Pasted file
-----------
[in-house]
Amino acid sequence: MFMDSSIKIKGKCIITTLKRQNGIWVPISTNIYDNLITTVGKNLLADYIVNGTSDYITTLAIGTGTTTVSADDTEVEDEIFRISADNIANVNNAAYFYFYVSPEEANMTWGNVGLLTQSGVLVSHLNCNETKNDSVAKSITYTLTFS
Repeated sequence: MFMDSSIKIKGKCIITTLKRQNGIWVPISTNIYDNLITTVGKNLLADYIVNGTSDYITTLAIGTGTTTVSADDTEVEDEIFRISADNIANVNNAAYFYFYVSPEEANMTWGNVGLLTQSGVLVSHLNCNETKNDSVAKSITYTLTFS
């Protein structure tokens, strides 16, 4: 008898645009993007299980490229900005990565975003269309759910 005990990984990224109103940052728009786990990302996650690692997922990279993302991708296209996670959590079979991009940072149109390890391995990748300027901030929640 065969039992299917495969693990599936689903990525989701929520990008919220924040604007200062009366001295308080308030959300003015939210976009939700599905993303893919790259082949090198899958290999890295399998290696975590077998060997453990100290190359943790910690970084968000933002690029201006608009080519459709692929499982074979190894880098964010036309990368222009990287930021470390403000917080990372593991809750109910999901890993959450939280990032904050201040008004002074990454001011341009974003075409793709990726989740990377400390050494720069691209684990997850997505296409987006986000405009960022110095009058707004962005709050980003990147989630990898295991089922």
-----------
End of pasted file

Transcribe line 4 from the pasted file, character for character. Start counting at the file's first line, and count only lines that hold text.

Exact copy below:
């Protein structure tokens, strides 16, 4: 008898645009993007299980490229900005990565975003269309759910 005990990984990224109103940052728009786990990302996650690692997922990279993302991708296209996670959590079979991009940072149109390890391995990748300027901030929640 065969039992299917495969693990599936689903990525989701929520990008919220924040604007200062009366001295308080308030959300003015939210976009939700599905993303893919790259082949090198899958290999890295399998290696975590077998060997453990100290190359943790910690970084968000933002690029201006608009080519459709692929499982074979190894880098964010036309990368222009990287930021470390403000917080990372593991809750109910999901890993959450939280990032904050201040008004002074990454001011341009974003075409793709990726989740990377400390050494720069691209684990997850997505296409987006986000405009960022110095009058707004962005709050980003990147989630990898295991089922």